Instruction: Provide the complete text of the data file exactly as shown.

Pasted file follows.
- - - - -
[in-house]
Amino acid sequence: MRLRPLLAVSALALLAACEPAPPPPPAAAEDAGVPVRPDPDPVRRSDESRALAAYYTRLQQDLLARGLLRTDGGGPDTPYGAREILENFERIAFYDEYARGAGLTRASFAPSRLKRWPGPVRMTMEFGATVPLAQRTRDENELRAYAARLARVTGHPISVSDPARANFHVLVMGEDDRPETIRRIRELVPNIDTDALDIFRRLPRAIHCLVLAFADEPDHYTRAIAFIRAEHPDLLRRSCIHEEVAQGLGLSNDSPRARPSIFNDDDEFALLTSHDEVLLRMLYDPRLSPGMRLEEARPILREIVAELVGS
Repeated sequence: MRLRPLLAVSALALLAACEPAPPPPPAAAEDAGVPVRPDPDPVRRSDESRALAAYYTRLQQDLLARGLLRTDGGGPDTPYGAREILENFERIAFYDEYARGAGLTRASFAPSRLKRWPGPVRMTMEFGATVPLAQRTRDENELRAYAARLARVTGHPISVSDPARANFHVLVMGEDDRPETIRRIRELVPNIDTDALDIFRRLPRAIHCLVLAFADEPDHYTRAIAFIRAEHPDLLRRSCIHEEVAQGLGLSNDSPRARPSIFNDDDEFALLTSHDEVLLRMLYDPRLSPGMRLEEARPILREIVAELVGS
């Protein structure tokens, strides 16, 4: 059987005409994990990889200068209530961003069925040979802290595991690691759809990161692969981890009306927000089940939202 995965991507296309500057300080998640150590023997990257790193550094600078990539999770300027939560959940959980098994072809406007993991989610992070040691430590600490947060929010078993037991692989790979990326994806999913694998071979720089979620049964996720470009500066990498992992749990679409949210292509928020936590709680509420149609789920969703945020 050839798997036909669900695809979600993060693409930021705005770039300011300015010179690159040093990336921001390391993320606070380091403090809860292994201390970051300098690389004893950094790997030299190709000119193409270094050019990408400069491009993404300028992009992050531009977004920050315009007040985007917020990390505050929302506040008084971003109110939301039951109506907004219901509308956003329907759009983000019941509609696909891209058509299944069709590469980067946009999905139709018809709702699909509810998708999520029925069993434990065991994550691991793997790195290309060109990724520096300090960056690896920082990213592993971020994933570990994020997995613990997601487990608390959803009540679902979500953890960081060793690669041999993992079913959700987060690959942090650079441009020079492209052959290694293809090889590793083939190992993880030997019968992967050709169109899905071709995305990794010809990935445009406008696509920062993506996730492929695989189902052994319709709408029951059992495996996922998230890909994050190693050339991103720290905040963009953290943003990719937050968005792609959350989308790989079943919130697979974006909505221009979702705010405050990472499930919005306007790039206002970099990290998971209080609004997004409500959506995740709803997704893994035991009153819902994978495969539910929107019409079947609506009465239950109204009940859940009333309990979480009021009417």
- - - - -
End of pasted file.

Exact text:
[in-house]
Amino acid sequence: MRLRPLLAVSALALLAACEPAPPPPPAAAEDAGVPVRPDPDPVRRSDESRALAAYYTRLQQDLLARGLLRTDGGGPDTPYGAREILENFERIAFYDEYARGAGLTRASFAPSRLKRWPGPVRMTMEFGATVPLAQRTRDENELRAYAARLARVTGHPISVSDPARANFHVLVMGEDDRPETIRRIRELVPNIDTDALDIFRRLPRAIHCLVLAFADEPDHYTRAIAFIRAEHPDLLRRSCIHEEVAQGLGLSNDSPRARPSIFNDDDEFALLTSHDEVLLRMLYDPRLSPGMRLEEARPILREIVAELVGS
Repeated sequence: MRLRPLLAVSALALLAACEPAPPPPPAAAEDAGVPVRPDPDPVRRSDESRALAAYYTRLQQDLLARGLLRTDGGGPDTPYGAREILENFERIAFYDEYARGAGLTRASFAPSRLKRWPGPVRMTMEFGATVPLAQRTRDENELRAYAARLARVTGHPISVSDPARANFHVLVMGEDDRPETIRRIRELVPNIDTDALDIFRRLPRAIHCLVLAFADEPDHYTRAIAFIRAEHPDLLRRSCIHEEVAQGLGLSNDSPRARPSIFNDDDEFALLTSHDEVLLRMLYDPRLSPGMRLEEARPILREIVAELVGS
């Protein structure tokens, strides 16, 4: 059987005409994990990889200068209530961003069925040979802290595991690691759809990161692969981890009306927000089940939202 995965991507296309500057300080998640150590023997990257790193550094600078990539999770300027939560959940959980098994072809406007993991989610992070040691430590600490947060929010078993037991692989790979990326994806999913694998071979720089979620049964996720470009500066990498992992749990679409949210292509928020936590709680509420149609789920969703945020 050839798997036909669900695809979600993060693409930021705005770039300011300015010179690159040093990336921001390391993320606070380091403090809860292994201390970051300098690389004893950094790997030299190709000119193409270094050019990408400069491009993404300028992009992050531009977004920050315009007040985007917020990390505050929302506040008084971003109110939301039951109506907004219901509308956003329907759009983000019941509609696909891209058509299944069709590469980067946009999905139709018809709702699909509810998708999520029925069993434990065991994550691991793997790195290309060109990724520096300090960056690896920082990213592993971020994933570990994020997995613990997601487990608390959803009540679902979500953890960081060793690669041999993992079913959700987060690959942090650079441009020079492209052959290694293809090889590793083939190992993880030997019968992967050709169109899905071709995305990794010809990935445009406008696509920062993506996730492929695989189902052994319709709408029951059992495996996922998230890909994050190693050339991103720290905040963009953290943003990719937050968005792609959350989308790989079943919130697979974006909505221009979702705010405050990472499930919005306007790039206002970099990290998971209080609004997004409500959506995740709803997704893994035991009153819902994978495969539910929107019409079947609506009465239950109204009940859940009333309990979480009021009417």